in life except death and taxes. Death presumably remains as inevitable as italways was, but over the last few decades it has also become clear that thetiming of death is getting later on average. When the British welfare statebegan in 1948, men had a life expectancy of 67 years. By the beginning of the21st century, many British men now live into their early 80s, and womencan expect to live into their late 80s. It has also been evident for many yearsthat mortality rates have been evolving in an apparently stochastic fashion.This phenomenon ö the uncertainty attached to aggregate morality rates öhas been given the name longevity risk.1.1.2 Longevity risk is a key risk factor in many life assurance andpensions products. For example, annuity providers are exposed to the riskthat the mortality rates of pensioners will fall at a faster rate thananticipated in their pricing and reserving calculations. Yet annuities arecommoditised products. They sell mainly on the basis of price (althoughfactors such as service and credit rating are also considerations), and profitmargins have to be kept low to gain and then protect market share. If themortality assumptions built into the prices of annuities turn out to beoverestimates, this cuts straight into the profit margin of annuity providers.Indeed, some life companies claim to be losing money on their annuitybusiness because annuitants already live too long; as a result somecompanies now cover themselves against the risk of further longevityimprovements by only quoting on uncompetitive terms (see Section 8.4,Figure 5).1.1.3 Annuities in their various forms (see, for example, Wadsworth,Findlater & Boardman, 2001) are the mainstay of pension plans throughoutthe world, and this is especially the case in the United Kingdom. They are theonly retail instrument ever devised capable of hedging longevity risk.Without them, pension plans would have great difficulty performing theirfundamental task of protecting retirees from outliving their resources forhowever long they live.1.1.4 The possible consequences of longevity risk came to publicprominence in December 2000 when the world’s oldest life office, theEquitable Life Assurance Society (ELAS), was forced to close to newbusiness. Between 1957 and 1988, ELAS had sold with-profit pensionannuities with ‘guaranteed annuity rates(GARs) fixed by reference tospecific assumptions regarding interest rates and life expectancy. Theseembedded options became very valuable in the 1990s due to a combinationof falling interest rates and improvements in mortality, and it was therise in the values of these options that led to ELAS’s financial difficulties.These could have been avoided if ELAS had hedged its exposure to bothinterest-rate risk and longevity risk, but for years ELAS failed toappreciate the extent of its potential exposure. The failure of ELAS to doso bespeaks of the poor state of interest-rate and longevity risk managementin the Society. However, even if it had anticipated the problem, it still2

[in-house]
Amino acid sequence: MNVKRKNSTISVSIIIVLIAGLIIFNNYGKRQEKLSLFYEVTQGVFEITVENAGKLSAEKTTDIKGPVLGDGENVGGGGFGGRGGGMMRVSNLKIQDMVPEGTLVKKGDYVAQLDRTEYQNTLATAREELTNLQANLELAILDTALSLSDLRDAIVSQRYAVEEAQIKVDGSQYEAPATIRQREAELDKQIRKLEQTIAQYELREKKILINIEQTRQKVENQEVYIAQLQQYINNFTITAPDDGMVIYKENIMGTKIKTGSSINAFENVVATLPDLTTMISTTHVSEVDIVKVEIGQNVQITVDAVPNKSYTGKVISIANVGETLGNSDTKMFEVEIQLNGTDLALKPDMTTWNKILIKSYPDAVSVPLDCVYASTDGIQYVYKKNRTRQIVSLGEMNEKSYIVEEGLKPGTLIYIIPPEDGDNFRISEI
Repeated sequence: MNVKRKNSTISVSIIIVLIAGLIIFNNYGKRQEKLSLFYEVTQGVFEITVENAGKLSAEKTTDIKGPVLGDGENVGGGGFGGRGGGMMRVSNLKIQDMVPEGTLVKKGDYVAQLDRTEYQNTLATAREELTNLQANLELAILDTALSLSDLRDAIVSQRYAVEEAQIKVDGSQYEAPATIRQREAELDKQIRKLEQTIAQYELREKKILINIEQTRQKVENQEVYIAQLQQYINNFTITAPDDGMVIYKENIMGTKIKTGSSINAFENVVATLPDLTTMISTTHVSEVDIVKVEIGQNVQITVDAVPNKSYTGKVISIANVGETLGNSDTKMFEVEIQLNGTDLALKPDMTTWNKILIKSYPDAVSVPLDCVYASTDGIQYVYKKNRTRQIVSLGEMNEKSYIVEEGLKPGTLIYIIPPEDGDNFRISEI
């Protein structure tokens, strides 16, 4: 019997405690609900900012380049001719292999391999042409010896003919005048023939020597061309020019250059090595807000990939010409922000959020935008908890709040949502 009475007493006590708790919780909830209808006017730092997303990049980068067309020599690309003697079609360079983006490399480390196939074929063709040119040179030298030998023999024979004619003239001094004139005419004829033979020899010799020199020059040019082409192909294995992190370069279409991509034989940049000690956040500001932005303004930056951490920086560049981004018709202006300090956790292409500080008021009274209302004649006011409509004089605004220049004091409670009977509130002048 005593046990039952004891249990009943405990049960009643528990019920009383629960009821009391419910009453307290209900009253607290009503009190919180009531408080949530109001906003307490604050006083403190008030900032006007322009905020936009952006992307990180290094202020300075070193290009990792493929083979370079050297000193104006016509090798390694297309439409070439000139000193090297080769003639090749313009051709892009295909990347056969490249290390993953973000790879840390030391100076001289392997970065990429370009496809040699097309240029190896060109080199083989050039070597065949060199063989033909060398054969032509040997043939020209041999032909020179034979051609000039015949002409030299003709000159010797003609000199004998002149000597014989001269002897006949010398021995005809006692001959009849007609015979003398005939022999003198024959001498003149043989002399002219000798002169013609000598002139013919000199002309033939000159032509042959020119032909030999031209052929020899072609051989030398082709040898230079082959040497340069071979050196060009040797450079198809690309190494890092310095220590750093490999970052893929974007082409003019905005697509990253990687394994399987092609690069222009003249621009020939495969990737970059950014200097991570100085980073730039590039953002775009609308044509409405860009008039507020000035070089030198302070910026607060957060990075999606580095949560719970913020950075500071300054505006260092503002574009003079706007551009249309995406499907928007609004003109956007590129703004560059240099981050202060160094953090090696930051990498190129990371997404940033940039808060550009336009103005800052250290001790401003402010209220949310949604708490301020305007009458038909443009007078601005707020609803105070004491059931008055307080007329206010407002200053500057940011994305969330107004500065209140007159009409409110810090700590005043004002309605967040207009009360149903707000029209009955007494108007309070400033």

Living with Mortality: Longevity Bonds and